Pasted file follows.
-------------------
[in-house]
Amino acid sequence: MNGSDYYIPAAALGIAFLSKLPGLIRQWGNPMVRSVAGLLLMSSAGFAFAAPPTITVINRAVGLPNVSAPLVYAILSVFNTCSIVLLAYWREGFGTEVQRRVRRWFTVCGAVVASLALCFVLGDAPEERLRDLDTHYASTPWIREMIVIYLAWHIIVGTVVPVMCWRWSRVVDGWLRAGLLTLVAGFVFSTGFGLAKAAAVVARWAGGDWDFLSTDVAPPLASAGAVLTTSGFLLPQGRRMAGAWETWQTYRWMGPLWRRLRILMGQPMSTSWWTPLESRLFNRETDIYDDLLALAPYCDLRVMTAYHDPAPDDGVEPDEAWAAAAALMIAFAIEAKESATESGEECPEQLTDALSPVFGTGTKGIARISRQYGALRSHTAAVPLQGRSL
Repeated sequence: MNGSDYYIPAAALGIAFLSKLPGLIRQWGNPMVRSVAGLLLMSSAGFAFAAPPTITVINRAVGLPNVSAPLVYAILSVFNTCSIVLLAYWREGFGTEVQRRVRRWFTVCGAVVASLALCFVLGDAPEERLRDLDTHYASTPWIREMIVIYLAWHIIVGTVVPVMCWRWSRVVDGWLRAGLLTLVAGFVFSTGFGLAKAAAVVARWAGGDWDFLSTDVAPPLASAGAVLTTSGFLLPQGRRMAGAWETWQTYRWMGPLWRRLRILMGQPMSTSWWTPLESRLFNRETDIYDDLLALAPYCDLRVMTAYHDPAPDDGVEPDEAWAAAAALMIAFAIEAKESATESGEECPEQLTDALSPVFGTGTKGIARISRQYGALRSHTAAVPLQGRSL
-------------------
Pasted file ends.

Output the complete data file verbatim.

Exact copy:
[in-house]
Amino acid sequence: MNGSDYYIPAAALGIAFLSKLPGLIRQWGNPMVRSVAGLLLMSSAGFAFAAPPTITVINRAVGLPNVSAPLVYAILSVFNTCSIVLLAYWREGFGTEVQRRVRRWFTVCGAVVASLALCFVLGDAPEERLRDLDTHYASTPWIREMIVIYLAWHIIVGTVVPVMCWRWSRVVDGWLRAGLLTLVAGFVFSTGFGLAKAAAVVARWAGGDWDFLSTDVAPPLASAGAVLTTSGFLLPQGRRMAGAWETWQTYRWMGPLWRRLRILMGQPMSTSWWTPLESRLFNRETDIYDDLLALAPYCDLRVMTAYHDPAPDDGVEPDEAWAAAAALMIAFAIEAKESATESGEECPEQLTDALSPVFGTGTKGIARISRQYGALRSHTAAVPLQGRSL
Repeated sequence: MNGSDYYIPAAALGIAFLSKLPGLIRQWGNPMVRSVAGLLLMSSAGFAFAAPPTITVINRAVGLPNVSAPLVYAILSVFNTCSIVLLAYWREGFGTEVQRRVRRWFTVCGAVVASLALCFVLGDAPEERLRDLDTHYASTPWIREMIVIYLAWHIIVGTVVPVMCWRWSRVVDGWLRAGLLTLVAGFVFSTGFGLAKAAAVVARWAGGDWDFLSTDVAPPLASAGAVLTTSGFLLPQGRRMAGAWETWQTYRWMGPLWRRLRILMGQPMSTSWWTPLESRLFNRETDIYDDLLALAPYCDLRVMTAYHDPAPDDGVEPDEAWAAAAALMIAFAIEAKESATESGEECPEQLTDALSPVFGTGTKGIARISRQYGALRSHTAAVPLQGRSL